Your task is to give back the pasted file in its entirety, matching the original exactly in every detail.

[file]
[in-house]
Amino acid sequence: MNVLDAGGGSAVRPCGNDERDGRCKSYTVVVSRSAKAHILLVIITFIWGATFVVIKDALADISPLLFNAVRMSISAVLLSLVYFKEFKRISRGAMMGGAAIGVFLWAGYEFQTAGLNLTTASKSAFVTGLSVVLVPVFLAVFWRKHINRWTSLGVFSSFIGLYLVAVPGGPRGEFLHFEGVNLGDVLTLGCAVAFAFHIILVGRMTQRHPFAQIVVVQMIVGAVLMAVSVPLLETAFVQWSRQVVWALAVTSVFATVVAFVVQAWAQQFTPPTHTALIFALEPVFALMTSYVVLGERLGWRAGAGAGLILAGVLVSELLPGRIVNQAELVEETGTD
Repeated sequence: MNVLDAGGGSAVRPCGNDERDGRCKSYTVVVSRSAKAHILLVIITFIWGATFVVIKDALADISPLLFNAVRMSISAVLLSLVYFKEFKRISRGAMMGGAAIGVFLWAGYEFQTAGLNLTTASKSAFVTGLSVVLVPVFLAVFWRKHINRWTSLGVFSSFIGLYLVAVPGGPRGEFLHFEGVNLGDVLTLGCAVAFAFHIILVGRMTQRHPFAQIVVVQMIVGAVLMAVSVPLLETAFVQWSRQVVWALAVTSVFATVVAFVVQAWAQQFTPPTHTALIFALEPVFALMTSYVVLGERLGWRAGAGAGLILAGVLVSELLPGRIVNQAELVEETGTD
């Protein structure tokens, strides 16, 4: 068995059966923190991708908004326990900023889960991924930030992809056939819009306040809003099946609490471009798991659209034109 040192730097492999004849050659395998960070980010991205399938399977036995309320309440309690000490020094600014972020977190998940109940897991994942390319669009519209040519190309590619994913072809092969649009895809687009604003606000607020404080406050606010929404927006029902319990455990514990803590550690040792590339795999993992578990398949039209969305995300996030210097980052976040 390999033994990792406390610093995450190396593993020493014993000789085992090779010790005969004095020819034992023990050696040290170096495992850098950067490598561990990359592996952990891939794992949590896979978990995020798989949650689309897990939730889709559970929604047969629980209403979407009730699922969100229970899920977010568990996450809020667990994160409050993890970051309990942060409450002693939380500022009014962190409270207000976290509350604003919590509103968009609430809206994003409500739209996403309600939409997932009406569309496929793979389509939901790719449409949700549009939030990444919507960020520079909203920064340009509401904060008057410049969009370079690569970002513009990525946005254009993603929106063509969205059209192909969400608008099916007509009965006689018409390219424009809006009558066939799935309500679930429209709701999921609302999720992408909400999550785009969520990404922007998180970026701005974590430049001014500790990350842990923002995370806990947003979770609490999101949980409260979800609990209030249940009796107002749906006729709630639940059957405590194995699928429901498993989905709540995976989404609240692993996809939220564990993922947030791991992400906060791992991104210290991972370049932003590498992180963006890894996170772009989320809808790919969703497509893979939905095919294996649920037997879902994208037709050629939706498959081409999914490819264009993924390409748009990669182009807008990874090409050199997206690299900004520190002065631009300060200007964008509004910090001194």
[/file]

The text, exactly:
[in-house]
Amino acid sequence: MNVLDAGGGSAVRPCGNDERDGRCKSYTVVVSRSAKAHILLVIITFIWGATFVVIKDALADISPLLFNAVRMSISAVLLSLVYFKEFKRISRGAMMGGAAIGVFLWAGYEFQTAGLNLTTASKSAFVTGLSVVLVPVFLAVFWRKHINRWTSLGVFSSFIGLYLVAVPGGPRGEFLHFEGVNLGDVLTLGCAVAFAFHIILVGRMTQRHPFAQIVVVQMIVGAVLMAVSVPLLETAFVQWSRQVVWALAVTSVFATVVAFVVQAWAQQFTPPTHTALIFALEPVFALMTSYVVLGERLGWRAGAGAGLILAGVLVSELLPGRIVNQAELVEETGTD
Repeated sequence: MNVLDAGGGSAVRPCGNDERDGRCKSYTVVVSRSAKAHILLVIITFIWGATFVVIKDALADISPLLFNAVRMSISAVLLSLVYFKEFKRISRGAMMGGAAIGVFLWAGYEFQTAGLNLTTASKSAFVTGLSVVLVPVFLAVFWRKHINRWTSLGVFSSFIGLYLVAVPGGPRGEFLHFEGVNLGDVLTLGCAVAFAFHIILVGRMTQRHPFAQIVVVQMIVGAVLMAVSVPLLETAFVQWSRQVVWALAVTSVFATVVAFVVQAWAQQFTPPTHTALIFALEPVFALMTSYVVLGERLGWRAGAGAGLILAGVLVSELLPGRIVNQAELVEETGTD
């Protein structure tokens, strides 16, 4: 068995059966923190991708908004326990900023889960991924930030992809056939819009306040809003099946609490471009798991659209034109 040192730097492999004849050659395998960070980010991205399938399977036995309320309440309690000490020094600014972020977190998940109940897991994942390319669009519209040519190309590619994913072809092969649009895809687009604003606000607020404080406050606010929404927006029902319990455990514990803590550690040792590339795999993992578990398949039209969305995300996030210097980052976040 390999033994990792406390610093995450190396593993020493014993000789085992090779010790005969004095020819034992023990050696040290170096495992850098950067490598561990990359592996952990891939794992949590896979978990995020798989949650689309897990939730889709559970929604047969629980209403979407009730699922969100229970899920977010568990996450809020667990994160409050993890970051309990942060409450002693939380500022009014962190409270207000976290509350604003919590509103968009609430809206994003409500739209996403309600939409997932009406569309496929793979389509939901790719449409949700549009939030990444919507960020520079909203920064340009509401904060008057410049969009370079690569970002513009990525946005254009993603929106063509969205059209192909969400608008099916007509009965006689018409390219424009809006009558066939799935309500679930429209709701999921609302999720992408909400999550785009969520990404922007998180970026701005974590430049001014500790990350842990923002995370806990947003979770609490999101949980409260979800609990209030249940009796107002749906006729709630639940059957405590194995699928429901498993989905709540995976989404609240692993996809939220564990993922947030791991992400906060791992991104210290991972370049932003590498992180963006890894996170772009989320809808790919969703497509893979939905095919294996649920037997879902994208037709050629939706498959081409999914490819264009993924390409748009990669182009807008990874090409050199997206690299900004520190002065631009300060200007964008509004910090001194």